The final thing you should be playing around with are the email follow-ups. When someone’s purchased something from you, they’ve broken the seal. They trust you, they like you, and hopefully you’ve sold them something good so they’ll love your product. What do you do then? This is where you start maximizing lifetime customer value using their email. The database as Peter was referring to. This should be part of every commercial project if you’re selling, if you’re in e-commerce, if you’re collecting leads, it doesn’t really matter. Email works. If you’re not doing it, you should be on it. After the initial sale, it’s basically free to market to these people for ever and ever. But you gotta treat them well. The thing is if they’ve purchased from you, they already like you, so you’d probably be surprised how much they want some of the stuff you can sell them or send them or give them. As a general rule, I always try to send at least three pieces of actual useful content for every sales pitch or every commercial email I send, and that’s probably at the lower end. For a lot of SMEs, I’d be making sure people just are getting useful stuff from me over and over again. When you’ve got stuff to offer them you can do that via email.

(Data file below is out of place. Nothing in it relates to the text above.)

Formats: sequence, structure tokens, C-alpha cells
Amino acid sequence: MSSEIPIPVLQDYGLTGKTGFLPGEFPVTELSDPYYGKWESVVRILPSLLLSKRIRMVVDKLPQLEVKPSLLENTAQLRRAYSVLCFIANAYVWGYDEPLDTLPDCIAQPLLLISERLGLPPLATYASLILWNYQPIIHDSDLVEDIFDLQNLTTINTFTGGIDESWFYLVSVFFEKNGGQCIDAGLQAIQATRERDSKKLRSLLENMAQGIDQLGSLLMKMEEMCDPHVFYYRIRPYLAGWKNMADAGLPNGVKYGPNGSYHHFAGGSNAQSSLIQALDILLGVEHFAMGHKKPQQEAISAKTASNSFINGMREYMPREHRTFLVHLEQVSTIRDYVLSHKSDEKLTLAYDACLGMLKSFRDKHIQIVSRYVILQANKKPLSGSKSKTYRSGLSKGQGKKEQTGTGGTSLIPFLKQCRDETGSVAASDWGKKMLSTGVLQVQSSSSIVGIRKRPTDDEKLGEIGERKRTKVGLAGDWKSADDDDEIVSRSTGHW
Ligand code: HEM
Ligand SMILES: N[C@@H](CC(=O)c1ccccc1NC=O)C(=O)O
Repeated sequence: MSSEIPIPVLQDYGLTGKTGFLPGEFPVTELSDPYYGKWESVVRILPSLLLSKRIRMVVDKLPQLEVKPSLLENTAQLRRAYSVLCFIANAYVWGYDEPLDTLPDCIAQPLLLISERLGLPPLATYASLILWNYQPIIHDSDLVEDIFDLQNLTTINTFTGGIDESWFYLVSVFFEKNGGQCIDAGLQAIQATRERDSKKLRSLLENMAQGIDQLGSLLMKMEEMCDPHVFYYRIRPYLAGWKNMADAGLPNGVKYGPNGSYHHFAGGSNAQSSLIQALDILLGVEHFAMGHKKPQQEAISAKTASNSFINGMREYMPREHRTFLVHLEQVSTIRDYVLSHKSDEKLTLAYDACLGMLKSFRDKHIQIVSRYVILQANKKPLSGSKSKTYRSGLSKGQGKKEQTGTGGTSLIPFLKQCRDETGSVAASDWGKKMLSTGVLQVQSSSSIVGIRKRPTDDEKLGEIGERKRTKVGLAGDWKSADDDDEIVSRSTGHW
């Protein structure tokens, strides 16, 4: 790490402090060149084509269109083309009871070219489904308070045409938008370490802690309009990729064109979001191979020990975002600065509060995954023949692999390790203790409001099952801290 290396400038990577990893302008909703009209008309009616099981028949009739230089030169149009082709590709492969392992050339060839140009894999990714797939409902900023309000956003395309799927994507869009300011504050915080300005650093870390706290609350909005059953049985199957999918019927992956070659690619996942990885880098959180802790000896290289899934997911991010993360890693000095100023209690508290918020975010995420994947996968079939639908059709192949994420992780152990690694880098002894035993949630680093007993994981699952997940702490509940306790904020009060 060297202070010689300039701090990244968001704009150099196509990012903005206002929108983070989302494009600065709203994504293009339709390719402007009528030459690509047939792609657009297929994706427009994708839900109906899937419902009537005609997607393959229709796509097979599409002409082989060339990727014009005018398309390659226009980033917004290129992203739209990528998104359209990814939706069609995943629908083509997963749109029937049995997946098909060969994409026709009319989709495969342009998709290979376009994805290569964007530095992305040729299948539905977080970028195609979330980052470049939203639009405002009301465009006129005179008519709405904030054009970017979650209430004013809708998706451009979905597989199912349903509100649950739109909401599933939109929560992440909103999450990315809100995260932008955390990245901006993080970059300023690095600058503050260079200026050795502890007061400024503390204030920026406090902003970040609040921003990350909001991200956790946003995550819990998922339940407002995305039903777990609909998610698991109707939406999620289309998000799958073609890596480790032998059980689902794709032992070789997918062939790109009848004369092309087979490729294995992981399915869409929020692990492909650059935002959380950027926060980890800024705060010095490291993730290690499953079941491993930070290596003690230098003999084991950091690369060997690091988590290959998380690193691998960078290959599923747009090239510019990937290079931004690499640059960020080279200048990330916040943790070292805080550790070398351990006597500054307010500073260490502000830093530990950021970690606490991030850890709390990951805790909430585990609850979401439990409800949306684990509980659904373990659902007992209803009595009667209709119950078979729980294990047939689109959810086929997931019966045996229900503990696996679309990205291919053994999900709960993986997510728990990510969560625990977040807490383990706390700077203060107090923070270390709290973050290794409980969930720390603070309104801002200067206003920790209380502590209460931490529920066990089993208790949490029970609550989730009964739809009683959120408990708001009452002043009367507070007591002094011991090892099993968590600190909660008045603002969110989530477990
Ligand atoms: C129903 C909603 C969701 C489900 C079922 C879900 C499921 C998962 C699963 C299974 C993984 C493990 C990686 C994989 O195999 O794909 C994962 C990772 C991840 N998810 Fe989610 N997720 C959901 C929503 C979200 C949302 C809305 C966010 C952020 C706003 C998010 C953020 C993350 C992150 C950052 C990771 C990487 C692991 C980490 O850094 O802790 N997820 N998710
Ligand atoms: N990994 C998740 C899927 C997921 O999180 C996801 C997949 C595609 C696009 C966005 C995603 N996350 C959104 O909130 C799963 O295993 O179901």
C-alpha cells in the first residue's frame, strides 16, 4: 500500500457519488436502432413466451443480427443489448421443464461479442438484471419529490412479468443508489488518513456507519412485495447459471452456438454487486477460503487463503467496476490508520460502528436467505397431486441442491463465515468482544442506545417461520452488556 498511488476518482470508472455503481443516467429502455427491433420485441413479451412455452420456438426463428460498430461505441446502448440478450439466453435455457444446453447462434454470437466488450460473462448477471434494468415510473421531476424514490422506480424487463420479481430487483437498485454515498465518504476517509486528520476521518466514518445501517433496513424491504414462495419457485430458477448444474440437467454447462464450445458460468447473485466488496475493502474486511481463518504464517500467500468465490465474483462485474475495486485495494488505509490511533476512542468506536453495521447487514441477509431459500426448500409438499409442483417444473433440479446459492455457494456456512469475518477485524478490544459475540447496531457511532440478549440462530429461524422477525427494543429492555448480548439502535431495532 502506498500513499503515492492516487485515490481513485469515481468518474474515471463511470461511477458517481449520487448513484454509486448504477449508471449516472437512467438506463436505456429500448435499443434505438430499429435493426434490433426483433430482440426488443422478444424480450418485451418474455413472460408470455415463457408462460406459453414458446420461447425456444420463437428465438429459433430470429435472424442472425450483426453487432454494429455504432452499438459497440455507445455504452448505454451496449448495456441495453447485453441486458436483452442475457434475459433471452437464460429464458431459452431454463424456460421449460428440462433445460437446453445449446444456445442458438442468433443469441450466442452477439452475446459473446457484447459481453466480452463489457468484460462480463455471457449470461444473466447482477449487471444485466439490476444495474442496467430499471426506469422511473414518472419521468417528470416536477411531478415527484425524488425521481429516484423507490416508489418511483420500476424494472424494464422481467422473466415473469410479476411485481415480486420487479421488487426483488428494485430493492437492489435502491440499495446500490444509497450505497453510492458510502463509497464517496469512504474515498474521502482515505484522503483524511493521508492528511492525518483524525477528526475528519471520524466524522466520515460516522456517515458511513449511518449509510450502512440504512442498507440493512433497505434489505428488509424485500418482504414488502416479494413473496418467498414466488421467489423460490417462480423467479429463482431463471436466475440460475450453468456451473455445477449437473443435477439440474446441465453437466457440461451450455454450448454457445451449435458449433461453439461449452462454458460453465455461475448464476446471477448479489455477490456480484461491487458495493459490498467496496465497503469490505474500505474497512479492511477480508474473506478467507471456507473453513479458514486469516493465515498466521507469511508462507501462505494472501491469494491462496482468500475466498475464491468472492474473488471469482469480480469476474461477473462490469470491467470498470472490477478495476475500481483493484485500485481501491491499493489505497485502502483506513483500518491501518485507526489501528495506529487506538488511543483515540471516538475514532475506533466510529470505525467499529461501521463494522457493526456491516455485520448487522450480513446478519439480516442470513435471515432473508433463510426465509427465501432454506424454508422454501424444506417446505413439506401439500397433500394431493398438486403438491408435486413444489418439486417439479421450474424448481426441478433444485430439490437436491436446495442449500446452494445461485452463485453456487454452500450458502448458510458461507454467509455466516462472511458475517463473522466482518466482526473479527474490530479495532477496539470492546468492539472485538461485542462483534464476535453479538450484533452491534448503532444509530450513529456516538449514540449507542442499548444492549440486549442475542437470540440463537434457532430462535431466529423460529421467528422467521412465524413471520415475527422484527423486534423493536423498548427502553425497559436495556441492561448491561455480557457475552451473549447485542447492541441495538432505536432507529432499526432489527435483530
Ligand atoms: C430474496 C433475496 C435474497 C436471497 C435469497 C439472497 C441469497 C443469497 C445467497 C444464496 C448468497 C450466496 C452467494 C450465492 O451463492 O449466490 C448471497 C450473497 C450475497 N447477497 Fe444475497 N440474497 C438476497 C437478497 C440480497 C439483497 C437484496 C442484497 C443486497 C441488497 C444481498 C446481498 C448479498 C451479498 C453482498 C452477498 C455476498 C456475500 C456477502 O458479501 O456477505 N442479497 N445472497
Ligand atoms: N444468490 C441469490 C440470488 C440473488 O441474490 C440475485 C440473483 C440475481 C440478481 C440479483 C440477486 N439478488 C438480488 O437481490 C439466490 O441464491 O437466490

So basically, just reiterating what I’ve talked about. It’s probably quite a bit of information. So, three key points you should probably take away. Cialdini, Robert Cialdini, learn his six principles and just ask yourself on every page you’re looking at, can I spot these six principles? On your own page, make sure they’re there. But remember that his six principles are only a subset of revenue optimization. If you’re not making money, the conversion rate doesn’t really matter. And the last thing is test everything. I hope I’ve reiterated that because I’m probably wrong. Thank you.